1 minute read

Labor and Labor Practices


Strikes are divided into two categories: economic strikes and unfair labor practice strikes. Economic strikes are those that take place over issues such as wages and benefits. An unfair labor practice strike occurs when workers strike over an employer's unfair labor practice, particularly the refusal to negotiate. The main difference between the two types lies in the rules regarding an employer's hiring of workers to replace those who are on strike. An employer may hire replacement workers in either case, but only temporary replacements may be hired during an unfair labor practice strike; during an economic strike an employer may hire permanent replacements.

An election held during a strike is usually a decertification election, in which workers may choose to no longer be represented by the union. In such cases permanent replacement workers may vote, but temporary replacements may not vote. Any worker who has not been replaced may vote, and workers who have been permanently replaced may vote in any election for one year after the start of the strike.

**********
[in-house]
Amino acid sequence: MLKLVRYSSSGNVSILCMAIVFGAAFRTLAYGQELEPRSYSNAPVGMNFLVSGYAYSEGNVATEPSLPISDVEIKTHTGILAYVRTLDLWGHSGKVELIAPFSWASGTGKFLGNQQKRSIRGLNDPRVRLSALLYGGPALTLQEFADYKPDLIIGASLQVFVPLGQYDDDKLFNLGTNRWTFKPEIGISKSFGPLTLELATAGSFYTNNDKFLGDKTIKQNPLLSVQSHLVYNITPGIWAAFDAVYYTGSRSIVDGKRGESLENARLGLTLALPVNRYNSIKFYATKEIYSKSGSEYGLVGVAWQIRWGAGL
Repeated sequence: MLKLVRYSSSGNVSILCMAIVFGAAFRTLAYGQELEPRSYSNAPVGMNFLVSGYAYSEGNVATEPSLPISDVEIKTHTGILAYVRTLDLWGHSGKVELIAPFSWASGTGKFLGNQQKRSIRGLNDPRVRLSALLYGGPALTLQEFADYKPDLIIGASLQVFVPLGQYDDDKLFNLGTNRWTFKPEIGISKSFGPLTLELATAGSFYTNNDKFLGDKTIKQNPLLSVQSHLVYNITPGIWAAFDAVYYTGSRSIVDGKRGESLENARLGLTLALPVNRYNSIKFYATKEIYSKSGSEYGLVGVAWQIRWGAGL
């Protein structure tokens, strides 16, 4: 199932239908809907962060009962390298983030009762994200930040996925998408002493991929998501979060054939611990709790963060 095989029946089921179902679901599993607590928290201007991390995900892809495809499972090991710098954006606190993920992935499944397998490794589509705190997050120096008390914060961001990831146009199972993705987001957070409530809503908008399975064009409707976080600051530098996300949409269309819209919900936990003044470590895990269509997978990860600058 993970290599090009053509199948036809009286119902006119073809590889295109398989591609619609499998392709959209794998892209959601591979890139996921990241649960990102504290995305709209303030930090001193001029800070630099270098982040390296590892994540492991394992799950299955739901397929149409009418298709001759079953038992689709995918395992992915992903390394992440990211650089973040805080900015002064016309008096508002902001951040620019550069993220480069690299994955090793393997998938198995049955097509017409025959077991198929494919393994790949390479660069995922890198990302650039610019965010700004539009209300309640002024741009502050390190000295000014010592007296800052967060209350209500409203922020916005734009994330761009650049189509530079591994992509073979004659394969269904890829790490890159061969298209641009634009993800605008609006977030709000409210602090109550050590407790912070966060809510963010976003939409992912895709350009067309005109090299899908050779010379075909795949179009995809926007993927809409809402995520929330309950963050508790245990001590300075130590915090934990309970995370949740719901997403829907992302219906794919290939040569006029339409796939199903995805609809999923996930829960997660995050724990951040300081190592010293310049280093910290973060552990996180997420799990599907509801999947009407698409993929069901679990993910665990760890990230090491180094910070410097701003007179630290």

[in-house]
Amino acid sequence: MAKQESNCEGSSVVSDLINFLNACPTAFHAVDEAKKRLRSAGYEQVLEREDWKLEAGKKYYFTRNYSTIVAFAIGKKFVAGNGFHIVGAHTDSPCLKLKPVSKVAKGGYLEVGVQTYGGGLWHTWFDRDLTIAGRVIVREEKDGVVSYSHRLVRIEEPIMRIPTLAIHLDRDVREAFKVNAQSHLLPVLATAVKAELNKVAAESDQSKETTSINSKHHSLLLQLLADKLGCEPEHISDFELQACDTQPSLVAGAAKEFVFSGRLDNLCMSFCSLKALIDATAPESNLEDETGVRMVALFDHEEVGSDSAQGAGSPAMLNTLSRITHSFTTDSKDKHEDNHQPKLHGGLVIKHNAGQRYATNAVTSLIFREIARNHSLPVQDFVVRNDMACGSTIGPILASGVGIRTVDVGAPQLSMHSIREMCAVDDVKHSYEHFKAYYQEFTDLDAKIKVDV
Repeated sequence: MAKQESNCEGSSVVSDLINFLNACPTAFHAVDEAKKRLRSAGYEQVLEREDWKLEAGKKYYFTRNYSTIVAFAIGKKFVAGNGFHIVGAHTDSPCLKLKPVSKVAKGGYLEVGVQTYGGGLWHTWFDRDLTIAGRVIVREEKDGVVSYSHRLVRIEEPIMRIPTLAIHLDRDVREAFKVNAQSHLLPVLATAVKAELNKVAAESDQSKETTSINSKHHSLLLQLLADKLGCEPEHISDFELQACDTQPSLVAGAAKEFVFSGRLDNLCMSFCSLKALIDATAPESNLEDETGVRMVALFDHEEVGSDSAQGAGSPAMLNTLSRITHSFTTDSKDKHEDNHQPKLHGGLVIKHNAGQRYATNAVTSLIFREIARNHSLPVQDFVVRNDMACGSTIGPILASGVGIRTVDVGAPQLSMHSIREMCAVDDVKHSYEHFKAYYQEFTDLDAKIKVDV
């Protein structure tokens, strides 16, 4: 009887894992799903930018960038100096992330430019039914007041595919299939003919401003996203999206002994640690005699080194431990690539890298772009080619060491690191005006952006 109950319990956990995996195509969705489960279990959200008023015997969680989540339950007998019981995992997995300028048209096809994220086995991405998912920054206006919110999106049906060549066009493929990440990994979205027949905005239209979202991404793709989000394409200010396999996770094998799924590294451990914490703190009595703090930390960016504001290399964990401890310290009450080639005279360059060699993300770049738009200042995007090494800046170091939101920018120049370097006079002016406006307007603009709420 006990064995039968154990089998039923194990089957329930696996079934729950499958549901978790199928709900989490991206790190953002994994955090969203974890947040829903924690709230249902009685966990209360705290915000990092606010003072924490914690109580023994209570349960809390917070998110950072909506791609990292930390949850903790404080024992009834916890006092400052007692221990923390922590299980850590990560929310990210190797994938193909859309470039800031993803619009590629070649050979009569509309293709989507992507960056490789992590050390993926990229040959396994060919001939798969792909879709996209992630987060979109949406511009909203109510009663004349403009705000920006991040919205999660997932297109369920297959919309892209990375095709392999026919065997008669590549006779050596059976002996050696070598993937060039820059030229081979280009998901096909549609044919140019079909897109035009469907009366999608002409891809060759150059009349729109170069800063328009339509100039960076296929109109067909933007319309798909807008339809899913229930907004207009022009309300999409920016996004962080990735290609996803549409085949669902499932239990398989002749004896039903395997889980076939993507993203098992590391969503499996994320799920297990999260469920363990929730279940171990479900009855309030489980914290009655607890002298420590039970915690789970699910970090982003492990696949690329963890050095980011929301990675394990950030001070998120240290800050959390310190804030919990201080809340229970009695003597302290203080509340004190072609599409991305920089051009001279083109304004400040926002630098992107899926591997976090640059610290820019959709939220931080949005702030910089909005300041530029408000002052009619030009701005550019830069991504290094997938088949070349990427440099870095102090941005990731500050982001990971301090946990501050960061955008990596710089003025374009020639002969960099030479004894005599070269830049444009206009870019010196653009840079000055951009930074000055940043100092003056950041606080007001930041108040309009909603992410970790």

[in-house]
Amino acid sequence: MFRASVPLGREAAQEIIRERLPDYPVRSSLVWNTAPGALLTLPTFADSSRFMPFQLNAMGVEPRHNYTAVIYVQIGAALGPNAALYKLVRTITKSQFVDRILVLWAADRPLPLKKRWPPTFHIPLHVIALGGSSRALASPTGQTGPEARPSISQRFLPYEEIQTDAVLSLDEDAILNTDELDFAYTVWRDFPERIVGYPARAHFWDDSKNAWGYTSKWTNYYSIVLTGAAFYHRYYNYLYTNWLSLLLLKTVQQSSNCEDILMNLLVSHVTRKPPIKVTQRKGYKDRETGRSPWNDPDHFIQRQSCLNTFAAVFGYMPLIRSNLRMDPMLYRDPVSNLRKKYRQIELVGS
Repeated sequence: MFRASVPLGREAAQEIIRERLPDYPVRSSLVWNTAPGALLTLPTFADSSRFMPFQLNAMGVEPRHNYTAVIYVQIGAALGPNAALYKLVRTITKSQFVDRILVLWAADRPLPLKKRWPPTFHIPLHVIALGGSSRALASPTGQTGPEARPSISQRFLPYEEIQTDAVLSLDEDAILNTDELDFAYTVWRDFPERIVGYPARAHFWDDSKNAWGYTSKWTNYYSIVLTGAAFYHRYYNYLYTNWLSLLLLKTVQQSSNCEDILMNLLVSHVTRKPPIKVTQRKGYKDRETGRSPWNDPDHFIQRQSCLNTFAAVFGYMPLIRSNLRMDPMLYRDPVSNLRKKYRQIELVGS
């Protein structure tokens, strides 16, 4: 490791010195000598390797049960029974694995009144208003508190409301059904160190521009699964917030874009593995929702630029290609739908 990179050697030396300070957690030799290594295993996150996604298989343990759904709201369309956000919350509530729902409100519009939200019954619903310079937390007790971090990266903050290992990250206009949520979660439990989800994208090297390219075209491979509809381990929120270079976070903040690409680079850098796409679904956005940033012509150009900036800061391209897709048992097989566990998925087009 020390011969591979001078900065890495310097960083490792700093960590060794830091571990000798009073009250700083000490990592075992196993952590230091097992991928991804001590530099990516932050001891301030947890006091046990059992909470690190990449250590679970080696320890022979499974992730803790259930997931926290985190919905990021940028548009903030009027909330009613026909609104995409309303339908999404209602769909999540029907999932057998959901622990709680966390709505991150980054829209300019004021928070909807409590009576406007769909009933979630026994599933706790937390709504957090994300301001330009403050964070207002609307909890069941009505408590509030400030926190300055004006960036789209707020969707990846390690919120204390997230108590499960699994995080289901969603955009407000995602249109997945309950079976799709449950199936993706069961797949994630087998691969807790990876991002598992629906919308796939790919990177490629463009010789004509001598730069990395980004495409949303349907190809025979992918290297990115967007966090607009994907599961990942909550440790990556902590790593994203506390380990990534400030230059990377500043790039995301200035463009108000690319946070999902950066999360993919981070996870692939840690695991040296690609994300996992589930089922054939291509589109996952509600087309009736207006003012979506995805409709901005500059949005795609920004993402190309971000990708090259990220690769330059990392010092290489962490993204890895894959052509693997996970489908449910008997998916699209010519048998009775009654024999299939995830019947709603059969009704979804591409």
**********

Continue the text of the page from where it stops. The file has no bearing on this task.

A striker who abandons the strike and wants to return to work must be accepted by the employer, if the job is still there and no permanent replacement has been hired. Employers may not discriminate against leaders of the strike in such situations, but they may refuse to accept strikers who have engaged in misconduct during the strike, such as vandalism of company property or intimidation of replacement workers.

Additional topics

Law Library - American Law and Legal InformationGreat American Court CasesLabor and Labor Practices - Introduction, The Wagner Act, The Taft-hartley Act, An Overview Of Labor Law